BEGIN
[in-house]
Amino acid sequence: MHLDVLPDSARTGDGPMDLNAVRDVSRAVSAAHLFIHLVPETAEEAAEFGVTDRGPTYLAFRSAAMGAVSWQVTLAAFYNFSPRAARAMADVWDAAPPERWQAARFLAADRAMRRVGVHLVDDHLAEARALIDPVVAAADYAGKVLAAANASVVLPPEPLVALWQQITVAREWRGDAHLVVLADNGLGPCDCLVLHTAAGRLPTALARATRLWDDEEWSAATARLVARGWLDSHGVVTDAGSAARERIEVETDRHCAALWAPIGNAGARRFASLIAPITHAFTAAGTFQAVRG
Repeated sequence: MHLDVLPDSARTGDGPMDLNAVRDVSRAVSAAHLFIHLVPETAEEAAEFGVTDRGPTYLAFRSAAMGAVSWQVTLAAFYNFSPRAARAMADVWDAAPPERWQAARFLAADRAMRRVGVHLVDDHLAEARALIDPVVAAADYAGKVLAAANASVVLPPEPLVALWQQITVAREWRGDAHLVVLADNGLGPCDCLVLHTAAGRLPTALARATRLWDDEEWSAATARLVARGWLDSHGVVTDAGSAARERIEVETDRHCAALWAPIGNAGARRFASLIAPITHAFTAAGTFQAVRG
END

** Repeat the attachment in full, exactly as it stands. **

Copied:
[in-house]
Amino acid sequence: MHLDVLPDSARTGDGPMDLNAVRDVSRAVSAAHLFIHLVPETAEEAAEFGVTDRGPTYLAFRSAAMGAVSWQVTLAAFYNFSPRAARAMADVWDAAPPERWQAARFLAADRAMRRVGVHLVDDHLAEARALIDPVVAAADYAGKVLAAANASVVLPPEPLVALWQQITVAREWRGDAHLVVLADNGLGPCDCLVLHTAAGRLPTALARATRLWDDEEWSAATARLVARGWLDSHGVVTDAGSAARERIEVETDRHCAALWAPIGNAGARRFASLIAPITHAFTAAGTFQAVRG
Repeated sequence: MHLDVLPDSARTGDGPMDLNAVRDVSRAVSAAHLFIHLVPETAEEAAEFGVTDRGPTYLAFRSAAMGAVSWQVTLAAFYNFSPRAARAMADVWDAAPPERWQAARFLAADRAMRRVGVHLVDDHLAEARALIDPVVAAADYAGKVLAAANASVVLPPEPLVALWQQITVAREWRGDAHLVVLADNGLGPCDCLVLHTAAGRLPTALARATRLWDDEEWSAATARLVARGWLDSHGVVTDAGSAARERIEVETDRHCAALWAPIGNAGARRFASLIAPITHAFTAAGTFQAVRG